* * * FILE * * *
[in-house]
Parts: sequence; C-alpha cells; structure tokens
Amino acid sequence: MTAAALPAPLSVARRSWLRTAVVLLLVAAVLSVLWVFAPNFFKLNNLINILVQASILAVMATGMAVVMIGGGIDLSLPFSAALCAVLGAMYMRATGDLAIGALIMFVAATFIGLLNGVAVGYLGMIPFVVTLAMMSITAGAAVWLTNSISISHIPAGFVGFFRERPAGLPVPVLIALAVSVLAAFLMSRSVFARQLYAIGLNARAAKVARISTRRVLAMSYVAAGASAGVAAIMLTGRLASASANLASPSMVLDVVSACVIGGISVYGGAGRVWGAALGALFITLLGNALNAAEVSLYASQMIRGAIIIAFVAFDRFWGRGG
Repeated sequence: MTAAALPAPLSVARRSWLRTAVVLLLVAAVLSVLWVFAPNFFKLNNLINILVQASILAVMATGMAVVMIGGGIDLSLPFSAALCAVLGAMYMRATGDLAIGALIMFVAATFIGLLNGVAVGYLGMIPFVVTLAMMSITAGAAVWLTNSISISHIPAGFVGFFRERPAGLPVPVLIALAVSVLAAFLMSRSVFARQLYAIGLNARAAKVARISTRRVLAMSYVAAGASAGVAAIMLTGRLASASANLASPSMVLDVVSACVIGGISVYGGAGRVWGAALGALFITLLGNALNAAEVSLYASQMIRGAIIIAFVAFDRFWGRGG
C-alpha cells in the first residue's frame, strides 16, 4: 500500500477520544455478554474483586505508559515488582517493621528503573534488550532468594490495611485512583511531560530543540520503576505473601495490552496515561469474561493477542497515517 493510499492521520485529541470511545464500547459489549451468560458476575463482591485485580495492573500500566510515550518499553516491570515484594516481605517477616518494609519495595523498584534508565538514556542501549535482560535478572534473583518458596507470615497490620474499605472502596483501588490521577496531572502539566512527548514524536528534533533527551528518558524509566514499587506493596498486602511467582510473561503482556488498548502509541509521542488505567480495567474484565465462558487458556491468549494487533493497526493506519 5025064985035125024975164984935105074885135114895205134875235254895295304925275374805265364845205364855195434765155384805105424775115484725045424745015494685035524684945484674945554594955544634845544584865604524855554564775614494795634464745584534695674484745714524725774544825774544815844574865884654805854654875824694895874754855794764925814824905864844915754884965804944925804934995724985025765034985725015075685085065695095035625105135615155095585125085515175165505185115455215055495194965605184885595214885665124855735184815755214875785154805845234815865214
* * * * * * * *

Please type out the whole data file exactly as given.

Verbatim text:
[in-house]
Parts: sequence; C-alpha cells; structure tokens
Amino acid sequence: MTAAALPAPLSVARRSWLRTAVVLLLVAAVLSVLWVFAPNFFKLNNLINILVQASILAVMATGMAVVMIGGGIDLSLPFSAALCAVLGAMYMRATGDLAIGALIMFVAATFIGLLNGVAVGYLGMIPFVVTLAMMSITAGAAVWLTNSISISHIPAGFVGFFRERPAGLPVPVLIALAVSVLAAFLMSRSVFARQLYAIGLNARAAKVARISTRRVLAMSYVAAGASAGVAAIMLTGRLASASANLASPSMVLDVVSACVIGGISVYGGAGRVWGAALGALFITLLGNALNAAEVSLYASQMIRGAIIIAFVAFDRFWGRGG
Repeated sequence: MTAAALPAPLSVARRSWLRTAVVLLLVAAVLSVLWVFAPNFFKLNNLINILVQASILAVMATGMAVVMIGGGIDLSLPFSAALCAVLGAMYMRATGDLAIGALIMFVAATFIGLLNGVAVGYLGMIPFVVTLAMMSITAGAAVWLTNSISISHIPAGFVGFFRERPAGLPVPVLIALAVSVLAAFLMSRSVFARQLYAIGLNARAAKVARISTRRVLAMSYVAAGASAGVAAIMLTGRLASASANLASPSMVLDVVSACVIGGISVYGGAGRVWGAALGALFITLLGNALNAAEVSLYASQMIRGAIIIAFVAFDRFWGRGG
C-alpha cells in the first residue's frame, strides 16, 4: 500500500477520544455478554474483586505508559515488582517493621528503573534488550532468594490495611485512583511531560530543540520503576505473601495490552496515561469474561493477542497515517 493510499492521520485529541470511545464500547459489549451468560458476575463482591485485580495492573500500566510515550518499553516491570515484594516481605517477616518494609519495595523498584534508565538514556542501549535482560535478572534473583518458596507470615497490620474499605472502596483501588490521577496531572502539566512527548514524536528534533533527551528518558524509566514499587506493596498486602511467582510473561503482556488498548502509541509521542488505567480495567474484565465462558487458556491468549494487533493497526493506519 5025064985035125024975164984935105074885135114895205134875235254895295304925275374805265364845205364855195434765155384805105424775115484725045424745015494685035524684945484674945554594955544634845544584865604524855554564775614494795634464745584534695674484745714524725774544825774544815844574865884654805854654875824694895874754855794764925814824905864844915754884965804944925804934995724985025765034985725015075685085065695095035625105135615155095585125085515175165505185115455215055495194965605184885595214885665124855735184815755214875785154805845234815865214